Syria: Al-Qaida to blame for intelligence HQ blasts

44 killed in attack; Opposition, analysts suspect inside job; Damascus: Bombs may be part of "Zionist-American project."

By OREN KESSLER
December 25, 2011 01:17
Funeral in Syria

Syria funeral 311. (photo credit: SANA/Reuters)

 
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Two massive car bombs exploded outside Syrian intelligence headquarters on Friday, killing 44 people on the eve of the arrival of Arab League monitors hoping to oversee implementation of a deal to stop nine months of bloodshed.

Syrian authorities blamed the attacks on al-Qaida, but analysts and opposition members said the timing of the blasts suggests they may have been an inside job perpetrated by the government of President Bashar Assad.

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The UN Security Council issued a statement denouncing the attacks and “terrorism in all its forms,” but a resolution condemning Syria continues to be stalled by Russia, which has insisted both sides of the conflict be blamed equally.

Sudanese Gen. Muhammad Ahmed Mustafa al-Dabi was scheduled to arrive in Damascus late on Saturday as head of the Arab League monitoring mission.

“I am optimistic that the mission of the monitors will be successful and that events such as yesterday’s blasts in Damascus will not affect the mission,” he told reporters earlier in Cairo.

But the choice of Dabi to lead the delegation has already stoked criticism from human rights groups that note he was head of Sudan’s Military Intelligence at a time when mass killings were taking place in Darfur.

“It is perplexing that the Arab League chose [Dabi] to lead its team monitoring the Syria regime, because of his record of turning a blind eye to human rights crimes, or worse,” the US-based Enough Project said.



Dabi held a number of high-level appointments in the Sudanese government from the 1980s on.

“When he served as Sudan’s former head of Military Intelligence and when he oversaw implementation of the Darfur Security Arrangement, alleged war crimes including genocide were committed on his watch,” the group said.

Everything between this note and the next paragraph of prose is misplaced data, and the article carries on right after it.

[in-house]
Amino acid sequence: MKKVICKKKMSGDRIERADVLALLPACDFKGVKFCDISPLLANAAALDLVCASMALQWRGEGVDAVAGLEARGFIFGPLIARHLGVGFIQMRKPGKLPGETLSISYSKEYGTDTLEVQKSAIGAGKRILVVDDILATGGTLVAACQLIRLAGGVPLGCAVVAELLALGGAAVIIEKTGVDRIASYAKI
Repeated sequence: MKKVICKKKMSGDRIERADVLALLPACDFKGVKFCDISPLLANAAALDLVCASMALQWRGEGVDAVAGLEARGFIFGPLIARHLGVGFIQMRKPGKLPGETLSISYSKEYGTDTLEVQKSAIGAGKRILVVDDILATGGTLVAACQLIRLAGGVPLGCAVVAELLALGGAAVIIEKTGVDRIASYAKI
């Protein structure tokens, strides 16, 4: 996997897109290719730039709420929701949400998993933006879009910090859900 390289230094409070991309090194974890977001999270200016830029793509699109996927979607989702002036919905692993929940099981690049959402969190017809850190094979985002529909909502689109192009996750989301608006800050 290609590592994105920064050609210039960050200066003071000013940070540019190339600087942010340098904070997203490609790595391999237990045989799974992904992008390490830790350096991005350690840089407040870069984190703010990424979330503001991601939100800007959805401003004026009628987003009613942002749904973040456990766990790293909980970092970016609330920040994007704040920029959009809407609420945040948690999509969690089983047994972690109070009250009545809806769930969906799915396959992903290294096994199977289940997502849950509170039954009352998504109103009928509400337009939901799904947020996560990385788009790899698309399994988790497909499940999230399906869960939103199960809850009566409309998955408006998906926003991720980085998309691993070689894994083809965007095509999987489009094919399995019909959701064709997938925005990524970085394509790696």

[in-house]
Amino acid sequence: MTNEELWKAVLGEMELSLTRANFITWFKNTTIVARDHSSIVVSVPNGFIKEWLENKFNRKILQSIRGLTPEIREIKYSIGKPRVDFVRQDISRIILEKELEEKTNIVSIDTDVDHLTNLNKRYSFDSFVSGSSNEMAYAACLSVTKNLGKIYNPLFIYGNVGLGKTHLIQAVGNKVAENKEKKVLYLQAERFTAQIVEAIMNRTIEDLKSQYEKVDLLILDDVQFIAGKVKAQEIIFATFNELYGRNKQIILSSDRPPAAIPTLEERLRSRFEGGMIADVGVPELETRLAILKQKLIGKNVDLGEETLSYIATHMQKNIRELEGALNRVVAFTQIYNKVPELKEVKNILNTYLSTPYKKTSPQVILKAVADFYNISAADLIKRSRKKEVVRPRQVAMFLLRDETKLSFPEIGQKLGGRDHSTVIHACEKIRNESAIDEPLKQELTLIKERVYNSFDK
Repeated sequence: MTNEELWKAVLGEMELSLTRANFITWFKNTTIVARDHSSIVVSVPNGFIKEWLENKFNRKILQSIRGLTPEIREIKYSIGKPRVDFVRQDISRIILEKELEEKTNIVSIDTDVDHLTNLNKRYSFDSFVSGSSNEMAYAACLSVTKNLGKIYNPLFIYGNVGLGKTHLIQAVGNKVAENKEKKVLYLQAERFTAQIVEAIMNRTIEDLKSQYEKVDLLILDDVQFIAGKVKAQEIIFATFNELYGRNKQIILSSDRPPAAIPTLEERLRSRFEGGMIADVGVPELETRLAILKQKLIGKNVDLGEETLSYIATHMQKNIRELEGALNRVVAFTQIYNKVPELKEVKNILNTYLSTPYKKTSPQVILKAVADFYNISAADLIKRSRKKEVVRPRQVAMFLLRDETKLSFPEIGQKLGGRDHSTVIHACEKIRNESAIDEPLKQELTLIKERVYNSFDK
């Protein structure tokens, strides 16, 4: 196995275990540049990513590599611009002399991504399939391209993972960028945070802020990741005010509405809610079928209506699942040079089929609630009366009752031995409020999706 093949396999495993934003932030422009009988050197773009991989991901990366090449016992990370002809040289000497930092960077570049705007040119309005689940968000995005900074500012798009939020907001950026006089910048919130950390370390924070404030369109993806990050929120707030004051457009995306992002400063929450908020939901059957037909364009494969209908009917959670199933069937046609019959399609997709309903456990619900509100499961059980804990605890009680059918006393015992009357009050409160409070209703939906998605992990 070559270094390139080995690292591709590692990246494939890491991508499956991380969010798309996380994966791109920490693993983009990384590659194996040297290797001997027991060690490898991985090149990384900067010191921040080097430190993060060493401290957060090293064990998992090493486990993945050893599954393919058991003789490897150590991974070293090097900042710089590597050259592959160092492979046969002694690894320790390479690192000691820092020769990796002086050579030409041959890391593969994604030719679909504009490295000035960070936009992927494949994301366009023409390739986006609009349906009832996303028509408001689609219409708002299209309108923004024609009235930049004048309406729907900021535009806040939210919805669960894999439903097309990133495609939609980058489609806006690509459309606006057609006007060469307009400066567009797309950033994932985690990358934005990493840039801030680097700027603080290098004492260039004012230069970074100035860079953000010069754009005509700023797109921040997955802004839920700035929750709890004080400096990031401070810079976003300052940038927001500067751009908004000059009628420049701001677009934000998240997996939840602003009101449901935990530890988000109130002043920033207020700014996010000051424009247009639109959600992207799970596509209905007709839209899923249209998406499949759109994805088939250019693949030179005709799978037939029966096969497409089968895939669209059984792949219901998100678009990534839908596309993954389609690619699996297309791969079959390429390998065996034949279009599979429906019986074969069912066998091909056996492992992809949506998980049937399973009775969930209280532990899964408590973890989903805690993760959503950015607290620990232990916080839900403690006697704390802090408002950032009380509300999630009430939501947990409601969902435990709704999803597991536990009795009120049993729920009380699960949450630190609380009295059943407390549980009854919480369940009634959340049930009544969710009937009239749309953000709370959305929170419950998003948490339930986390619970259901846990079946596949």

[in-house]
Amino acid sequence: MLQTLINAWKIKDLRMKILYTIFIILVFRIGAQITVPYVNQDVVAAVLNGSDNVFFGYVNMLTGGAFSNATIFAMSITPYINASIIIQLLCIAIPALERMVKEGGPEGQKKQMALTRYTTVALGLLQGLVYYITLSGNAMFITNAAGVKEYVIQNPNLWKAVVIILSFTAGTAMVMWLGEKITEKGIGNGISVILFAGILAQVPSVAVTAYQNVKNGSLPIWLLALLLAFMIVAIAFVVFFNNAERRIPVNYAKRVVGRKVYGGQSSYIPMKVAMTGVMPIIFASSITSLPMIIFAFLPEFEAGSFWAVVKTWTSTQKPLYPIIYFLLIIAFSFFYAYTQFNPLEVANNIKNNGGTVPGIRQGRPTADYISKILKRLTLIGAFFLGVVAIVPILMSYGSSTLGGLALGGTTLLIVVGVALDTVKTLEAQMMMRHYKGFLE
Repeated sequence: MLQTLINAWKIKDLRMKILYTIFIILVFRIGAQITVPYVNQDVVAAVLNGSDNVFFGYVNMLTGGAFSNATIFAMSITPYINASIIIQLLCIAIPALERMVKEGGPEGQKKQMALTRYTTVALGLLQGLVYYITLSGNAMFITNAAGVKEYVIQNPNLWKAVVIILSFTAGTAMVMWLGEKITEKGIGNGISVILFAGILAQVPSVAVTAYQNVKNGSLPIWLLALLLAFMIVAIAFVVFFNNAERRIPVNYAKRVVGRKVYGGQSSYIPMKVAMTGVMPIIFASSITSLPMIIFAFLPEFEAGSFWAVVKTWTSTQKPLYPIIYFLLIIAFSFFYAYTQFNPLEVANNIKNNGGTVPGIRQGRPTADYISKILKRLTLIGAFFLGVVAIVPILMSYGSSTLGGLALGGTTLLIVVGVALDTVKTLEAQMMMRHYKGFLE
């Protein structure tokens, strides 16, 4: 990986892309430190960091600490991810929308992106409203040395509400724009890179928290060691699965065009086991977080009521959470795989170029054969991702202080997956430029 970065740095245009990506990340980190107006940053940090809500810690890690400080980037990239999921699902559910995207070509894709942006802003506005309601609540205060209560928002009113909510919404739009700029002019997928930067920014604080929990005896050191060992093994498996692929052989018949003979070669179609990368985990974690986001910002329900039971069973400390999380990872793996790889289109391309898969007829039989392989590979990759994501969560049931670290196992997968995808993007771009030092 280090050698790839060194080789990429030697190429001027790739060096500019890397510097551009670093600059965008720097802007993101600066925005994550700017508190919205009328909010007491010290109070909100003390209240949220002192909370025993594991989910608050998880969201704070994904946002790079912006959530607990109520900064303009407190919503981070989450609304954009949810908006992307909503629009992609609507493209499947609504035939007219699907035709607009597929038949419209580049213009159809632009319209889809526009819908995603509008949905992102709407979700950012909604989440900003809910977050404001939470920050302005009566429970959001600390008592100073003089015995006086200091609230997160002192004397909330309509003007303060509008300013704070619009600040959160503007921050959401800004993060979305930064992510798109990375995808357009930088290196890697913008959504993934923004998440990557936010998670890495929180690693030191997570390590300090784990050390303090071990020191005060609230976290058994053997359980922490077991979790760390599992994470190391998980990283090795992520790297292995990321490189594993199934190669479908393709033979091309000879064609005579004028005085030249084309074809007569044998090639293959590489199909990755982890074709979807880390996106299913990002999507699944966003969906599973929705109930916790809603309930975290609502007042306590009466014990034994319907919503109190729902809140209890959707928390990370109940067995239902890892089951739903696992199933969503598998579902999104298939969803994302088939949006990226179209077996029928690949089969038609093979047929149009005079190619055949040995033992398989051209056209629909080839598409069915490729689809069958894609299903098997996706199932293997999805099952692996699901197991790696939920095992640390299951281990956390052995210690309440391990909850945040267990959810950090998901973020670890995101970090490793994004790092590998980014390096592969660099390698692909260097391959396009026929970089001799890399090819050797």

Jamie Fly, executive director of the Washington-based Foreign Policy Initiative, said the Syrian authorities’ contention that Friday’s explosions were the work of terrorists rang hollow.

“I’m a bit skeptical,” he told The Jerusalem Post. “The timing seems somewhat suspect, as it came right as the Arab League monitors were arriving, and of course the Syrians took them to the scene immediately and accused the opposition of sowing terrorism.”

Fly said he feared the Arab League monitors – the first 50 of whom are set to arrive on Monday – could be used as fig leaves to buy Damascus more time.

“I have been somewhat impressed by how the Arab League has criticized the Assad regime and imposed sanctions. But my fear is that monitors’ access to a lot of locations will be severely restricted and that they will only see one side of the story,” Fly said.

“Given the scope and scale of the violence we’ve seen over the last week, increasingly I think we need some kind of outside intervention to protect civilians,” he continued.

“My fear is that the Arab League won’t move as quickly in that direction as long as the regime is cooperating with this concept of monitors.”

The Foreign Policy Initiative was co-sponsored last week with an open letter signed by some 50 policy experts and sent to US President Barack Obama urging stronger American leadership on Syria.

Independent estimates put Syria’s death toll at at least 5,000 since March, though the true figure could be much higher. The opposition Syrian Observatory for Human Rights said 15 civilians were killed by security forces outside the capital on Friday, eight of them in Homs, a bastion of the revolt.